Nonlinear Dispersive Waves : Asymptotic Analysis and Solitons
The field of nonlinear dispersive waves has developed enormously since the work of Stokes, Boussinesq and Korteweg-de Vries (KdV) in the nineteenth century. In the 1960s, researchers developed effective asymptotic methods for deriving nonlinear wave equations, such as the KdV equation, governing a broad class of physical phenomena that admit special solutions including those commonly known as solitons. This book describes the underlying approximation techniques and methods for finding solutions to these and other equations. The concepts and methods covered include wave dispersion, asymptotic analysis, perturbation theory, the method of multiple scales, deep and shallow water waves, nonlinear optics including fiber optic communications, mode-locked lasers and dispersion-managed wave phenomena. Most chapters feature exercise sets, making the book suitable for advanced courses or for self-directed learning. Graduate students and researchers will find this an excellent entry to a thriving area at the intersection of applied mathematics, engineering and physical science.
- Electronic book text | 362 pages
- 23 Nov 2011
- CAMBRIDGE UNIVERSITY PRESS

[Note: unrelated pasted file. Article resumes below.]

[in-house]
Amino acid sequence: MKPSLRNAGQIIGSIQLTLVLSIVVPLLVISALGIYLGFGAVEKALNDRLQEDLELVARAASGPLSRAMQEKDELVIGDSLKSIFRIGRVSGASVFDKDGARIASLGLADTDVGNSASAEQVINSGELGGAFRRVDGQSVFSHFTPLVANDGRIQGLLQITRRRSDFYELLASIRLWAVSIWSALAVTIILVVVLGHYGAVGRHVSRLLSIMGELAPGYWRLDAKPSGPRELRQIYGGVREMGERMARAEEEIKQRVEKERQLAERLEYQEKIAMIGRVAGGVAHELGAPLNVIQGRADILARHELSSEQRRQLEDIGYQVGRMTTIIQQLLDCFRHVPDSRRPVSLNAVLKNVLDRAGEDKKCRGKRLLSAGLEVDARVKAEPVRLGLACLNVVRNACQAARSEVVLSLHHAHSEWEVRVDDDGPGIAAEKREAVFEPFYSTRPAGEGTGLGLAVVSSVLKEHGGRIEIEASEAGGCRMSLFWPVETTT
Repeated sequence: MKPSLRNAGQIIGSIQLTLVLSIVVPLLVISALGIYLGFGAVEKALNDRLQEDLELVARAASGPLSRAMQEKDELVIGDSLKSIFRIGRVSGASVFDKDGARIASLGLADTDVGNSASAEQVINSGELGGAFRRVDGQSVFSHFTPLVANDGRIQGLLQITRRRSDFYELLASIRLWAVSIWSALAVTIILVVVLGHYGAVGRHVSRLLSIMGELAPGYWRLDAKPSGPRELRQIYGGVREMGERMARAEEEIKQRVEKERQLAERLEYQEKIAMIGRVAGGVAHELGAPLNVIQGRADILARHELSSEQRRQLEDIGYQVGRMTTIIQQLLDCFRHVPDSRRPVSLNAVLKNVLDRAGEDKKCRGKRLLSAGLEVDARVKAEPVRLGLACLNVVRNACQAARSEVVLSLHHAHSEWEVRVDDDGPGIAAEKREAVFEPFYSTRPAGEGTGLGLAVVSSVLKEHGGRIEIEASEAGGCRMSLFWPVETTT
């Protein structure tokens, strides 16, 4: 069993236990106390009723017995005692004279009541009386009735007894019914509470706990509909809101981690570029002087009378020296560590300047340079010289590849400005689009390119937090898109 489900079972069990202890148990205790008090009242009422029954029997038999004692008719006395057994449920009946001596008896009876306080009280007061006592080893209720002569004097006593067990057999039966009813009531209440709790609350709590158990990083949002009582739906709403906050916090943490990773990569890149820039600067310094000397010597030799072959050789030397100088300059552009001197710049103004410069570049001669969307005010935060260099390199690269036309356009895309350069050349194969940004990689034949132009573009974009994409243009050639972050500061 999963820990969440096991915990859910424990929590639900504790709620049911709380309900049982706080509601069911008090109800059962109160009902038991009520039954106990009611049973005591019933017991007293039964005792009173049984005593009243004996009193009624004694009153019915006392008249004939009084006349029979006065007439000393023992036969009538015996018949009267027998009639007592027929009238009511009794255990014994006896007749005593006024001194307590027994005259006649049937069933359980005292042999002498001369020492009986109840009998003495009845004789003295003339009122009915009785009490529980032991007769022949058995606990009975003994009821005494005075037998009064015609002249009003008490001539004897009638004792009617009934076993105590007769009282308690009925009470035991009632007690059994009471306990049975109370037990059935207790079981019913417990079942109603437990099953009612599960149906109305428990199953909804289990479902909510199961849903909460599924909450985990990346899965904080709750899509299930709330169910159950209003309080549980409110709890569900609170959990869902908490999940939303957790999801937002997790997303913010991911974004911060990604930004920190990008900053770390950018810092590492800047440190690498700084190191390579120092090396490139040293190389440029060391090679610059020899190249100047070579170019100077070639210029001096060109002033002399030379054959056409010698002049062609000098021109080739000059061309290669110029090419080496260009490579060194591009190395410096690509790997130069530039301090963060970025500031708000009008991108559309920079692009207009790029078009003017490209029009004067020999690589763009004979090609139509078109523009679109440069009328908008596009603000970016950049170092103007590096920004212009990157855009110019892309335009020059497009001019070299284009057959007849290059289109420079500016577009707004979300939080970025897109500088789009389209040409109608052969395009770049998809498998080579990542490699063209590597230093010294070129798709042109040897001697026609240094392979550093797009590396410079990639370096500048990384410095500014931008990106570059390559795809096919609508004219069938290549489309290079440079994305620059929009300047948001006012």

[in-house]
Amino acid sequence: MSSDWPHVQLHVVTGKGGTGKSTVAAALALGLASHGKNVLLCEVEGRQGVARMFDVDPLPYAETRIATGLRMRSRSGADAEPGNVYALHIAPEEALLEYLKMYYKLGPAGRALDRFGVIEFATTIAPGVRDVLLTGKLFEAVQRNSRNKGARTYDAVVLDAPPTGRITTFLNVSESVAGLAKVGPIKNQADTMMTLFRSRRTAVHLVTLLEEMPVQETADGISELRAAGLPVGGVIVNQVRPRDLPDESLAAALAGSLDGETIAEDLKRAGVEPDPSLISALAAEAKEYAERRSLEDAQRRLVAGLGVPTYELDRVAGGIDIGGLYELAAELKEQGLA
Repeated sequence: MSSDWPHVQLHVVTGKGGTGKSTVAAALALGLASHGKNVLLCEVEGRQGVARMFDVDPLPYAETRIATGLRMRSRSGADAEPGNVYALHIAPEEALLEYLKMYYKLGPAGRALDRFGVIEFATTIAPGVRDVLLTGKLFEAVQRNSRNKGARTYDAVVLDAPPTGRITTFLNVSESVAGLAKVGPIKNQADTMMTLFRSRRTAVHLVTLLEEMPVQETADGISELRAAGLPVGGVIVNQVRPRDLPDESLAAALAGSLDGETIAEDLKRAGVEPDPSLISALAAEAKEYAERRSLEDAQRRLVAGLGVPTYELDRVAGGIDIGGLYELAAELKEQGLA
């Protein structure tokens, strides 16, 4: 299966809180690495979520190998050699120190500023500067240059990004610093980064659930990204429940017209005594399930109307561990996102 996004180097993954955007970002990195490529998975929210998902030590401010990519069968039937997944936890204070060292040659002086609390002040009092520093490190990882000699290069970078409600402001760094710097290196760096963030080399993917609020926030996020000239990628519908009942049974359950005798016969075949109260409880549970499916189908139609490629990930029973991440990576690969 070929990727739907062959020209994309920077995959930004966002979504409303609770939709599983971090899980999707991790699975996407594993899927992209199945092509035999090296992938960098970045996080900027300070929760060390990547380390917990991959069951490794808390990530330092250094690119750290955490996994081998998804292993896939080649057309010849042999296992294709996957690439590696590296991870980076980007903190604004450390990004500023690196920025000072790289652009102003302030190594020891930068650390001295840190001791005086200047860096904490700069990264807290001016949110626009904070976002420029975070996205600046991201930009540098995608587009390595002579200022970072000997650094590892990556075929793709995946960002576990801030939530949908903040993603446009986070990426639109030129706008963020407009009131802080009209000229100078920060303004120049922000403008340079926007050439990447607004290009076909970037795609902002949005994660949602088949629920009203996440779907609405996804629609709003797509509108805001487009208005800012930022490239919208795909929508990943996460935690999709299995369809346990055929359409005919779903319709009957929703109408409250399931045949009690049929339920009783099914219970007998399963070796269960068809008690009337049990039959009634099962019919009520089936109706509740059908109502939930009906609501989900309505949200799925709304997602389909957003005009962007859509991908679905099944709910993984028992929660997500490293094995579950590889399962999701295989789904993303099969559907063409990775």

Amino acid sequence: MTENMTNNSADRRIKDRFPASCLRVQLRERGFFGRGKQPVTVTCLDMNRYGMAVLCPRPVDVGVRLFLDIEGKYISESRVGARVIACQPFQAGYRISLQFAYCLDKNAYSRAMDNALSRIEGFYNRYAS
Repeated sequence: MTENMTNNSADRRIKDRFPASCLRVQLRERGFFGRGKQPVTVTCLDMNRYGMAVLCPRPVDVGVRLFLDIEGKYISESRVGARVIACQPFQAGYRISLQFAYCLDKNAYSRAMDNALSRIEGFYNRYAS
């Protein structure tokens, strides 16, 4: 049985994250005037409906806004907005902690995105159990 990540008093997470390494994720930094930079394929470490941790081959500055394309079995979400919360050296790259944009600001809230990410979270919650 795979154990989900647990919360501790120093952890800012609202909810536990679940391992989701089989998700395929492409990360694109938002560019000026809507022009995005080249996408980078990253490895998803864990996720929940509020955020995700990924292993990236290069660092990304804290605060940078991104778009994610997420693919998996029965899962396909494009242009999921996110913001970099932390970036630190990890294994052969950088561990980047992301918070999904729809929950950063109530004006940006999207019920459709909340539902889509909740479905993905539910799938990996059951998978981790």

- Cambridge University Press (Virtual Publishing)
- Cambridge, United Kingdom
- 65 b/w illus. 85 exercises
Table of contents
Preface; Acknowledgements; Part I. Fundamentals and Basic Applications: 1. Introduction; 2. Linear and nonlinear wave equations; 3. Asymptotic analysis of wave equations; 4. Perturbation analysis; 5. Water waves and KdV type equations; 6. Nonlinear Schroedinger models and water waves; 7. Nonlinear Schroedinger models in nonlinear optics; Part II. Integrability and Solitons: 8. Solitons and integrable equations; 9. Inverse scattering transform for the KdV equation; Part III. Novel Applications of Nonlinear Waves: 10. Communications; 11. Mode-locked lasers; 12. Nonlinear photonic lattices; References; Index.
'[This] is an up-to-date teaching resource that will prepare students for work in nonlinear waves as the subject appears today in applications, especially in nonlinear optics. It is clear that Mark Ablowitz's book is a welcome addition to the literature that will be particularly useful to anyone planning a course on nonlinear waves.' Peter D. Miller, SIAM News
About Mark J. Ablowitz
Mark J. Ablowitz is Professor of Applied Mathematics at the University of Colorado, Boulder.